Rippe: It’s hard to put into words, but personal experience is the well from which our creativity is drawn.

Dead Rhetoric: What defines success in the music industry is certainly unique to the individual and what they want to do with their creative works. What defines success to you, and where do you aspire to take the band within the next couple of years?

Rippe: It’s hard to quantify, but in broad terms success would be continued growth in the band. Hopefully that means more listeners, opportunities to perform in new markets, and a successful LP#3

Dead Rhetoric: Onto some more lighthearted fare – what does your current playlist look like? Anything that you’ve been listening to lately that you’re particularly enjoying?

Rippe: We’ve been thoroughly enjoying the new Foretoken, Astralborne, and Dawn of Ouroboros records from our labelmates at Prosthetic. Other notable listens as of late have been Enforced, Obituary, Wolfheart, The Halo Effect, Kardashev, Insomnium, Necrophagist, Allagaeon, Rivers of Nihil, Periphery, Bloodbath, Suffocation, Byzantine, and An Abstract Illusion. Some of the other essential bands would have to be Enshine, Exgenesis, Atoma, anything by Jari Lindholm.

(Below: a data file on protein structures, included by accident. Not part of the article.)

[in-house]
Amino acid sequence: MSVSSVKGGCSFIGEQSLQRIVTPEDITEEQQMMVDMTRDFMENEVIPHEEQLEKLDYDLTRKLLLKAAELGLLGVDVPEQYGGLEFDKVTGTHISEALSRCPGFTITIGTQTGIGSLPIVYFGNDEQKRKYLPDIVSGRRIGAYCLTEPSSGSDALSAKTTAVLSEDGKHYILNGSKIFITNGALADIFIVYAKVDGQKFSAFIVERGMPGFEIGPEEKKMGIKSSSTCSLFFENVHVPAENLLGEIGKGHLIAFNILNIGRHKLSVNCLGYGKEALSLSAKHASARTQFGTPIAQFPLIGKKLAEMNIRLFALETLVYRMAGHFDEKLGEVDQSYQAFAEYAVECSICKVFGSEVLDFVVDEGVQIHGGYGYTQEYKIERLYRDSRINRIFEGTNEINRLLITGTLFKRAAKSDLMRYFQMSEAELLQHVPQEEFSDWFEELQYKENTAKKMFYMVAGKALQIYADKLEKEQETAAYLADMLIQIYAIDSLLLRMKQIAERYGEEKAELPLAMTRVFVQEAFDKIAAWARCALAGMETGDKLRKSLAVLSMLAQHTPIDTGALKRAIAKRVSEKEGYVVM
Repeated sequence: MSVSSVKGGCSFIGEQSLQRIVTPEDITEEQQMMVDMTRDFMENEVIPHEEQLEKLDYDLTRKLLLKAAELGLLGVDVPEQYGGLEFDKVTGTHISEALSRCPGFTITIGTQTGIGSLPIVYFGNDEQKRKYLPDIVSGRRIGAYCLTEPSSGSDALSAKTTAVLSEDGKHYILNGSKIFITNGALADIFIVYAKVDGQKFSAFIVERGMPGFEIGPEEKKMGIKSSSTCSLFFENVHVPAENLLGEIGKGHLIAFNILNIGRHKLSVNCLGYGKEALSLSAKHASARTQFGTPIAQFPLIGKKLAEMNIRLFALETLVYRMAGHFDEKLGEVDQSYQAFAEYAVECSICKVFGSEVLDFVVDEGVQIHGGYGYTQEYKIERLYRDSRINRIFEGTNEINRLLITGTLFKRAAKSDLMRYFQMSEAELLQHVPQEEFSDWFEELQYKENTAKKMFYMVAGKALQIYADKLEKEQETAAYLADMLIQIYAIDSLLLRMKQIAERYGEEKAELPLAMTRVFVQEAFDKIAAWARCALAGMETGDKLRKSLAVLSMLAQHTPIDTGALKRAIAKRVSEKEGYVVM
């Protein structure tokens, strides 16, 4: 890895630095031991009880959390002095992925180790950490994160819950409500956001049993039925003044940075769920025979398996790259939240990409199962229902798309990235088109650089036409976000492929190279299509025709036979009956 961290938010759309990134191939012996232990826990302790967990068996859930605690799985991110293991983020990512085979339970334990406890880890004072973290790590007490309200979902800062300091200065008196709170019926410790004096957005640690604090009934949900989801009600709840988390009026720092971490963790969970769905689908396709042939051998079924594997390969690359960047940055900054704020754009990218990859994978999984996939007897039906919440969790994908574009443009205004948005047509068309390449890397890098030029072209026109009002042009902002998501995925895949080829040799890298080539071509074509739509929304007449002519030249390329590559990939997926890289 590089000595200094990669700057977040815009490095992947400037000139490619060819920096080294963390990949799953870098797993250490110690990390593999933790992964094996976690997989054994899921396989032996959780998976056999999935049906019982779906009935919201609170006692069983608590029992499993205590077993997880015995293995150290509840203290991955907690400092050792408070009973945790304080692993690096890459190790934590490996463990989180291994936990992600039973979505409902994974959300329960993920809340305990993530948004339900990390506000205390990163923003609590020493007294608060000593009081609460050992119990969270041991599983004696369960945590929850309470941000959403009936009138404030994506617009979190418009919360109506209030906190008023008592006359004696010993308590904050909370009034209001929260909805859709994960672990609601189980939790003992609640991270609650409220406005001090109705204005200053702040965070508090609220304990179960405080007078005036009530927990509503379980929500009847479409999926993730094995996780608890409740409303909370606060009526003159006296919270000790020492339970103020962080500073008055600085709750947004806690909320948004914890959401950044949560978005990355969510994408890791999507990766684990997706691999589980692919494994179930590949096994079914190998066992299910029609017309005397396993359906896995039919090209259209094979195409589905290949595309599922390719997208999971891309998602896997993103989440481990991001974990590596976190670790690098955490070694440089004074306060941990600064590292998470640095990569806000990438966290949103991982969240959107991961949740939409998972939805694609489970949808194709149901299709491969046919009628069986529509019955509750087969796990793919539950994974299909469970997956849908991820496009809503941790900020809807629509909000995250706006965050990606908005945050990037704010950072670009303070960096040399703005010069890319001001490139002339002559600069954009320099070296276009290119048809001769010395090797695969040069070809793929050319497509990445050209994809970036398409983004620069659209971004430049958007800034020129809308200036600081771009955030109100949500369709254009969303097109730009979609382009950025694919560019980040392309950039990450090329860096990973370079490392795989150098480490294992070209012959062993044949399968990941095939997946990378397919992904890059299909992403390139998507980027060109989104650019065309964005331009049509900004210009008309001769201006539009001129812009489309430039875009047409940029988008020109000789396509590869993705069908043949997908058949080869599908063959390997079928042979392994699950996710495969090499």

Dead Rhetoric: What do you like to do in your downtime that helps you unwind from the stresses of both band and daily life?

Rippe: For me, practicing music unrelated to the band is enjoyable to get a fresh feel. It always teaches something that can be applied to many genres and perhaps even the next album. Other than music, hiking and the gym have proven to clear my mind most efficiently.

Dead Rhetoric: Everyone has talents that they possess that aren’t always all that obvious. What kind of special talent do you have, or activity that you engage in that you’re particularly fond of, that may be surprising?

Rippe: Well, I won’t claim to be an expert at all but I have been working on my baking skills. Maybe one day we’ll be selling our Fritters in the Distance™ after doing some market research.

Dead Rhetoric: Is there anything else that you’d like to add?

Rippe: We never expected to be here, and we’re eternally grateful for our fans, friends, families, labelmates, and the CT metal scene for supporting us. Thank you for your time and for supporting our music.

Fires in the Distance on Facebook

Pick up the new album Air Not Meant for Us here